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Government Economic and Social Policy

Part of Orders of the Day — Opposition Day – in the House of Commons at 3:52 pm on 9th June 1993.

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Photo of Mr John Smith Mr John Smith , Monklands East 3:52 pm, 9th June 1993

I beg to move,

That this House condemns the Prime Minister's betrayal of election promises and commitments on economic and social policy; deplores the Government's intention to make the users of public services pay the price of Conservative economic and financial mismanagement; further deplores the failure to make changes in policies towards unemployment, industry and the skills revolution; and calls for new policies in these areas to strengthen British industry and the British economy, to end mass unemployment and to improve public services. Before we embark on our debate, right hon. and hon. Members will have in their minds the statement that has just been made by the ex-Chancellor of the Exchequer. I had the opportunity to cross swords with him many times when he held the illustrious office from which he has so recently departed, and I commend him for the dignity of his statement. It was, if I may say so, as effective a speech as any he made when he was in office.

The right hon. Gentleman was wise to be wary in his endorsement of the Government's policies. What will no doubt be remembered by most of those who listened to his statement today was the revealing insight into the style and purposes of the Government from which he has so recently departed.

I must confess that it flicked across my mind when I was listening to the right hon. Gentleman that there might have been the odd political influence affecting him at the time of the 1992 Budget, especially if it is compared with the 1993 Budget—but let that pass. He was no doubt, as he constantly reminded us, acting on orders. The orders no doubt came from the pollsters and other people who appear to have such great influence on the Conservative party's policies. People will remember for some time his reference to being in office, but not in power.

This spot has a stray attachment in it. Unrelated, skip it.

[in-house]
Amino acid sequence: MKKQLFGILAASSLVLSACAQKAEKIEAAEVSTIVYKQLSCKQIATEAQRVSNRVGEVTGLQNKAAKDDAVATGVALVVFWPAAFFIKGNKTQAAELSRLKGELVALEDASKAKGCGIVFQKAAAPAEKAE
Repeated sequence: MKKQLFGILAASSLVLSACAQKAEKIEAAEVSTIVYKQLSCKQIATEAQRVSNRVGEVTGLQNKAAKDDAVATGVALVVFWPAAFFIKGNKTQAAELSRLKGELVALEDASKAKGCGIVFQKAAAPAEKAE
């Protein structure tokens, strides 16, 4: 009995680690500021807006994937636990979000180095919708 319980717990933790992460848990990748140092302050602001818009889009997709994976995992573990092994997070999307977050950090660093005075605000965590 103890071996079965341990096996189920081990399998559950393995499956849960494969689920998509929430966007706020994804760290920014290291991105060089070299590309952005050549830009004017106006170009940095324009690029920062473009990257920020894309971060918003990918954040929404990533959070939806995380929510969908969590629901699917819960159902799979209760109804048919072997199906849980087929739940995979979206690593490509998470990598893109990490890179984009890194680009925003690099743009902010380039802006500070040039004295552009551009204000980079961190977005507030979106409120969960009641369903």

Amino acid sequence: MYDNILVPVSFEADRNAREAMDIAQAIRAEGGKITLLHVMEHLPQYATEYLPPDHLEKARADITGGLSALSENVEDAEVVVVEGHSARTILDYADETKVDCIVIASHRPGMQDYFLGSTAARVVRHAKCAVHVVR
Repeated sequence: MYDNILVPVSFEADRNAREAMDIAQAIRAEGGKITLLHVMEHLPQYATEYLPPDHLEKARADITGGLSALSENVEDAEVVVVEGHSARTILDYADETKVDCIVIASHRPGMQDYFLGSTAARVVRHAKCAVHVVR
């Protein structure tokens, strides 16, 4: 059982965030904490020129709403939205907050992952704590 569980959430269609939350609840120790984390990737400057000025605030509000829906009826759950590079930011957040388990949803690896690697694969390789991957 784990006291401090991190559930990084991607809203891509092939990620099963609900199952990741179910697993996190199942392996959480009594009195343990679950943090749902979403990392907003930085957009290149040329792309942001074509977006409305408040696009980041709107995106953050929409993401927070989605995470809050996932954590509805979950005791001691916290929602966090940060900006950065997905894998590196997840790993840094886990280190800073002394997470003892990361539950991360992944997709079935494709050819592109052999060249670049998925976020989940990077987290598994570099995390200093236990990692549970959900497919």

When we think about the general election, we remember vividly that the Prime Minister and his colleagues made clear and specific promises to the electorate. It is reasonable to suppose that they were returned to power because people believed their promises. We now know how very few would vote for the right hon. Gentleman and his colleagues if there was an election today. There are reasons why the right hon. Gentleman has the lowest rating of any Prime Minister since polls began. The first and most important is that the right hon. Gentleman and his colleagues have cynically betrayed their pledges to the British people.

We heard a great deal about tax from the Tories at the general election. 'The Prime Minister promised tax cuts year on year. There were frequent promises of lower taxes from the Prime Minister, from the ex-Chancellor and from the present Chief Secretary to the Treasury. I do not know whether they meant them or whether they were told by the pollsters to say them, but they certainly said them. On 31 March, only 10 days before polling day, the right hon. Member for Kingston upon Thames (Mr. Lamont) said on Channel 4 news: We will not have to increase taxes. I cannot see any circumstances in which that will be necessary. There were pledges on specific taxes as well. At an election press conference on 27 March, just a few days before polling day, the Prime Minister said: We have no plans and no need to extend the scope of VAT. We know how sincere all that was. In this year's Budget, those promises were spectacularly overturned and those pledges were shamefully betrayed.

I need not remind a suffering public that, from next April, VAT will be imposed on household heating bills at 8 per cent. In the following year, it will be hiked to 17·5 per cent. Tax increases in that Budget amounted to a staggering £17·5 billion. So it is not tax cuts year on year; it is tax increases year on year.

What a shocking betrayal of the people. Millions of families will have to find those billions of pounds from their household budgets. I very much doubt whether those at the bottom of the scale—those on income support—will have their benefit properly increased to meet the full extra costs that they have to bear. I know even more clearly that there will be no relief for the millions of families and pensioners who are just above income support level. The stark truth is that every family in the land will have to foot the cost of this Government's perfidy.